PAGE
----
Levels of cannabis use are high during adolescence, but the proportion of cannabis users among adults is also progressing, often for medical reasons. This study describes the reasons and motivations for using medical cannabis among adults over 30 years old in France. This qualitative study was performed using an interpretative phenomenological analysis. People with a history of cannabis use or current cannabis users were recruited from the TEMPO cohort. Homogeneous purposive sampling was applied among those using medical cannabis. Twelve participants, among thirty-six who reported using cannabis for medical reasons, were selected and interviewed. Five superordinate themes were identified in the analysis: 1-soothing a traumatic experience through cannabis use; 2-an ambivalent relationship with the user and cannabis and with the user and close relatives; 3-cannabis, a known soft drug comparable to alcohol or tobacco, leading to an illogical demonization; 4-recreational use in the context of experimentation; and 5-a paradoxical desire for exemplary parenting. In this first recent study to describe the reasons and views adults have in order to continue using cannabis after 30 years of age, we identified ways to explain this consumption. The internal appeasement provoked by cannabis stems from a struggle to appease a violent external situation.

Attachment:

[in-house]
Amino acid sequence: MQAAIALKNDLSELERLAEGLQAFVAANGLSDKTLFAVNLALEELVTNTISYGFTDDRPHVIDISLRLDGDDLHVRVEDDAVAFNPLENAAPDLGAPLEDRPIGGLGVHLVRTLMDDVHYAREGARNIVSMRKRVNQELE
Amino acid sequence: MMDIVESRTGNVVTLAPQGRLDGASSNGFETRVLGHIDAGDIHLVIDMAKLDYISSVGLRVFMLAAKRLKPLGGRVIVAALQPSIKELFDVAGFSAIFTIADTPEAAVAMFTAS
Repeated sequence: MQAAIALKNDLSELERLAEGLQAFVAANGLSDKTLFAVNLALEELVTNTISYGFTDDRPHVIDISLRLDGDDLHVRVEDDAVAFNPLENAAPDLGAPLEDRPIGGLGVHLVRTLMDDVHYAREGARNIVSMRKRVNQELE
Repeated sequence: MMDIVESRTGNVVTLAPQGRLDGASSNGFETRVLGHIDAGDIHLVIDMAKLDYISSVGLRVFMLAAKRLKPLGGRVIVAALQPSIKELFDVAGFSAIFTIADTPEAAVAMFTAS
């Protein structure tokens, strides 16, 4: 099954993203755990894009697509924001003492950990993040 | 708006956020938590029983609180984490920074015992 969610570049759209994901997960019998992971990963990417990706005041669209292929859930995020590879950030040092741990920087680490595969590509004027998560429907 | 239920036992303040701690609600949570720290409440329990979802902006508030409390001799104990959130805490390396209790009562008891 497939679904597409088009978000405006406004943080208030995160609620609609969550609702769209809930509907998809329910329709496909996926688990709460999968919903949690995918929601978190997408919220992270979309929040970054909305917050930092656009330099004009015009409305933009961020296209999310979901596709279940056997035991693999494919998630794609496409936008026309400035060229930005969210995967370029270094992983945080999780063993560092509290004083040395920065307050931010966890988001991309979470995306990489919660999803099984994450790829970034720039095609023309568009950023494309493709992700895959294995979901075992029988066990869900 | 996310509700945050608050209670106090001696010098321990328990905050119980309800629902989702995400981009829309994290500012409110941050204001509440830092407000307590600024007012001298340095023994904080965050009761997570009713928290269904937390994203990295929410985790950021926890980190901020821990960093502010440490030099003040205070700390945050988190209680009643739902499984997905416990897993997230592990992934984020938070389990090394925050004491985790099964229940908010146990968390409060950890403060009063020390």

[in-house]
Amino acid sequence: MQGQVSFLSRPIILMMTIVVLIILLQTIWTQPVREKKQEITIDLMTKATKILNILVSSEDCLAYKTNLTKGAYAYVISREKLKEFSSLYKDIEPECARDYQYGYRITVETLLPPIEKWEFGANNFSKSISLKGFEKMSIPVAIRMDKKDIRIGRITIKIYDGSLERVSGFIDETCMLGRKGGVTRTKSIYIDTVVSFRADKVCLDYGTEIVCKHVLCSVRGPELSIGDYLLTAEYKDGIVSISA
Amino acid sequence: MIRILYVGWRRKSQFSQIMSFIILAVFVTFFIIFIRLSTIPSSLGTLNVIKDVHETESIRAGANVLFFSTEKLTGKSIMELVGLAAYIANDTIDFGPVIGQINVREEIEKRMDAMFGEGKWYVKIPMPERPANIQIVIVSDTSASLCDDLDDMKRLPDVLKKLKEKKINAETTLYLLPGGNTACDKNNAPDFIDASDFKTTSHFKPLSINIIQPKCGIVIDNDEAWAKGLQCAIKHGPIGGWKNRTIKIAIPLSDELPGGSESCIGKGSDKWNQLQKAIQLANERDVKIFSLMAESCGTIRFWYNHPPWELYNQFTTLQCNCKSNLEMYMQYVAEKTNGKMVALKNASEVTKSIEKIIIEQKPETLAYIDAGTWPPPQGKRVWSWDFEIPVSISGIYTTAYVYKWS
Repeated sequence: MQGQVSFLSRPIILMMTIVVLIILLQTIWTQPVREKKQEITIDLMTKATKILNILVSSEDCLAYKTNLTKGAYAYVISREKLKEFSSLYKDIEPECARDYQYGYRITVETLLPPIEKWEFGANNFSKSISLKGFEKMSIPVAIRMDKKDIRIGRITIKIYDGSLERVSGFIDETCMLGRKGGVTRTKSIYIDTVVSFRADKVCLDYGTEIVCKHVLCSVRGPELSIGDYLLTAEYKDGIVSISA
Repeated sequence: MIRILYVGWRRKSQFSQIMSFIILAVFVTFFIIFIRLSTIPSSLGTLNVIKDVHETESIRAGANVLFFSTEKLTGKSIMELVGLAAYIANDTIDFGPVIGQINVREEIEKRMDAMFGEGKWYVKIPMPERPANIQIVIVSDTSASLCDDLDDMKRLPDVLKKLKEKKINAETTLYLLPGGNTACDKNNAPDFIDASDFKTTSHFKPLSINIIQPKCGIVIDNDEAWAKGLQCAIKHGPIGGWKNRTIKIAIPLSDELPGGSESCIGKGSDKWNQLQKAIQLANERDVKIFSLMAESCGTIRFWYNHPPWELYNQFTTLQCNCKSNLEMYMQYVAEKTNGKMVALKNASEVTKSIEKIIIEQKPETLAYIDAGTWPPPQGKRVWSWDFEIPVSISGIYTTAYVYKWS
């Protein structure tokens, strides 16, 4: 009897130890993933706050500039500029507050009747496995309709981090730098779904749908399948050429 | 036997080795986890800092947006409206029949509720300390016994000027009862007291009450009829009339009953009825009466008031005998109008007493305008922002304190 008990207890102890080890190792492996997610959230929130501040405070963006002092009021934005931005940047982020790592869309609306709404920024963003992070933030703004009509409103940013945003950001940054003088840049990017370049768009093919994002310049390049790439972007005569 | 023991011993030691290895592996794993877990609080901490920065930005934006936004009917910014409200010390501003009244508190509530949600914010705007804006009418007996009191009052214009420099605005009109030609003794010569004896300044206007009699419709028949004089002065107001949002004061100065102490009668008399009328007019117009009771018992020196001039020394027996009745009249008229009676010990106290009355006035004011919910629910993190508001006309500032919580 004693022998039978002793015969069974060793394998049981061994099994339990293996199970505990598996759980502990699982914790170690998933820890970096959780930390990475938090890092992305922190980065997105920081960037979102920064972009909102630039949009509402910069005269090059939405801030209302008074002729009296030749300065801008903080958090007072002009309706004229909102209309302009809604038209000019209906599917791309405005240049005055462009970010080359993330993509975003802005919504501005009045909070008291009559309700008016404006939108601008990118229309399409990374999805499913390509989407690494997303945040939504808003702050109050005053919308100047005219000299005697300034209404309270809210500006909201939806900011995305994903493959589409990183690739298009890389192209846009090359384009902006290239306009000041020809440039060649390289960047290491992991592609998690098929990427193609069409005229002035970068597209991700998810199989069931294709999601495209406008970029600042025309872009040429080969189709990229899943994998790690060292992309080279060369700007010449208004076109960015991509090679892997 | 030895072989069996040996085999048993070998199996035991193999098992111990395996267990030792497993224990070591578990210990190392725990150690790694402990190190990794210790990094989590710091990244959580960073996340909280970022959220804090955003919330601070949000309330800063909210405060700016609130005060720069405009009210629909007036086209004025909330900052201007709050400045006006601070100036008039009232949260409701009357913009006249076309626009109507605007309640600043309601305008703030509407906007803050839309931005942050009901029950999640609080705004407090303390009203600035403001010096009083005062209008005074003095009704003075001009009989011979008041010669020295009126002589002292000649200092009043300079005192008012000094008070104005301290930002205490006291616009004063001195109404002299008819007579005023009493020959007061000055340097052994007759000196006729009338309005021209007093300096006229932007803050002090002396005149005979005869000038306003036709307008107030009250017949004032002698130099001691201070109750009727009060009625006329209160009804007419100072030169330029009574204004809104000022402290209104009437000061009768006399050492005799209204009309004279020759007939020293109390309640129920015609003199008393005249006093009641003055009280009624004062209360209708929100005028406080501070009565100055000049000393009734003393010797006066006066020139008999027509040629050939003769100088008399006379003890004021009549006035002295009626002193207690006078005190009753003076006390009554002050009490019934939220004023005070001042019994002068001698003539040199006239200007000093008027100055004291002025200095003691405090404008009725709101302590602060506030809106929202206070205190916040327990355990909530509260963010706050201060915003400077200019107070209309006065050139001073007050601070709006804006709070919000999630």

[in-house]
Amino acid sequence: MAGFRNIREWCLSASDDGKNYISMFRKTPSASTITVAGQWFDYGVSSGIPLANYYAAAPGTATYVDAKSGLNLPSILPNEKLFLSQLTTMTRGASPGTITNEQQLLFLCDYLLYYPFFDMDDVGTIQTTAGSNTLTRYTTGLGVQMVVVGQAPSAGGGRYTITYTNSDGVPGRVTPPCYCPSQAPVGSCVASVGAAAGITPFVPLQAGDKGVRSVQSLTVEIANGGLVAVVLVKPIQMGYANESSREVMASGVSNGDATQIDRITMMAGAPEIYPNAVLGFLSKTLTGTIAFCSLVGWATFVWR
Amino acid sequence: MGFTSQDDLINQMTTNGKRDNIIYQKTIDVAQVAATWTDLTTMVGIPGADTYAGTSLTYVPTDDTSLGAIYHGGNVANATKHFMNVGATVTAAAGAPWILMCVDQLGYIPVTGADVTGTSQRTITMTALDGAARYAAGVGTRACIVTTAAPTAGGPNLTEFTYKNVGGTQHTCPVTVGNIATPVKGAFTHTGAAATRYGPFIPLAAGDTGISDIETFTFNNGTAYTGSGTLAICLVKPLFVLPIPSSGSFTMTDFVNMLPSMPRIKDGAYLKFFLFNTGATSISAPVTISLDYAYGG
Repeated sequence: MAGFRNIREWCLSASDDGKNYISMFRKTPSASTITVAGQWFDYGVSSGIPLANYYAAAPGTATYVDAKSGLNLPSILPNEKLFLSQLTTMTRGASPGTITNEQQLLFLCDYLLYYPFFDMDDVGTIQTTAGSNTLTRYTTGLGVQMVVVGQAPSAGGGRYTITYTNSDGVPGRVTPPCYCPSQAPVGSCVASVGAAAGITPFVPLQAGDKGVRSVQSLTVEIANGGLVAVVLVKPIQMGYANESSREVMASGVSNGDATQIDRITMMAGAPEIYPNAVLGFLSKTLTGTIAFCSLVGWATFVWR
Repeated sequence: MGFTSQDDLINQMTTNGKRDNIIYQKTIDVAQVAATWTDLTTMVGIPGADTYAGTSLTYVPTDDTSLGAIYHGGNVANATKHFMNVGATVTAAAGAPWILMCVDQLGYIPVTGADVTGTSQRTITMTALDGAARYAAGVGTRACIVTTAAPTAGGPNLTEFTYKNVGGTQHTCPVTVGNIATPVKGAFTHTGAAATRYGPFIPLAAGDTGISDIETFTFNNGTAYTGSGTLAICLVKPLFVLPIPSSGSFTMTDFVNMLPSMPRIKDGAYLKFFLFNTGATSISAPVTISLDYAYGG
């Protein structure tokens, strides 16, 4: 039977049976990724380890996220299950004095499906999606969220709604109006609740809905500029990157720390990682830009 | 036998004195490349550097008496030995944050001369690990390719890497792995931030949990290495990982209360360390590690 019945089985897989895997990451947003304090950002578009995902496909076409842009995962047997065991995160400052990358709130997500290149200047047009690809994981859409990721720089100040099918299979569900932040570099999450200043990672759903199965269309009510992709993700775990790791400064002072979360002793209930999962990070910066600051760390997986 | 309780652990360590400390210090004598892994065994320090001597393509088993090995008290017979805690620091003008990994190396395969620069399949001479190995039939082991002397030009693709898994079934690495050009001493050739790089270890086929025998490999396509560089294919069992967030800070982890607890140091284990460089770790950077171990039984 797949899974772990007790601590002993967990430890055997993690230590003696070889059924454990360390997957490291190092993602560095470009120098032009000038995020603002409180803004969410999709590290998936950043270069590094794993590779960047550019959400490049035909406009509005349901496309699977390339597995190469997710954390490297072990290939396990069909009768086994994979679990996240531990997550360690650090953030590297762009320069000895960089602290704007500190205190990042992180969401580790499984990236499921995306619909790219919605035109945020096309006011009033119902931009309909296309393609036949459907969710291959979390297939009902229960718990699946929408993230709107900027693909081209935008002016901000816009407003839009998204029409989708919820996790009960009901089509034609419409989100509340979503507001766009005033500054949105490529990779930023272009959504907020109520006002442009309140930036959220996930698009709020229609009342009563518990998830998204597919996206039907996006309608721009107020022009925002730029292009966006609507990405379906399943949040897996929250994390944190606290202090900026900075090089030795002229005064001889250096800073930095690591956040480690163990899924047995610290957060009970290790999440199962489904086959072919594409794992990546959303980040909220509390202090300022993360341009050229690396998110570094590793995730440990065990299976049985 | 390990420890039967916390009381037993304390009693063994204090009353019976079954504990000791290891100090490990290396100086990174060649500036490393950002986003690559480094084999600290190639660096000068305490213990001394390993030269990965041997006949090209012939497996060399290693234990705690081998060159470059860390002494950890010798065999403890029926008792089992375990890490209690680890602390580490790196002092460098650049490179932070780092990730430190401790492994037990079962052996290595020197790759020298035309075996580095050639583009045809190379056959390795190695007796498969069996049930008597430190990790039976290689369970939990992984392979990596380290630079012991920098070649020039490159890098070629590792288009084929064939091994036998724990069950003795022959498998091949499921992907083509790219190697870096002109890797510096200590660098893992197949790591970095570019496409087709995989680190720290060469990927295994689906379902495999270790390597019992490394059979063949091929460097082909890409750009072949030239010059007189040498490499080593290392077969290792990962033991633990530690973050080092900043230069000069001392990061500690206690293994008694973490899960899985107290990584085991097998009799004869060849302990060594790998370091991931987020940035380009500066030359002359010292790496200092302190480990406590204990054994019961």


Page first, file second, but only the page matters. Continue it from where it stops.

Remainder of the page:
Keywords: adults; cannabis; consumption; interpretative phenomenological analysis; qualitative methods; therapeutic.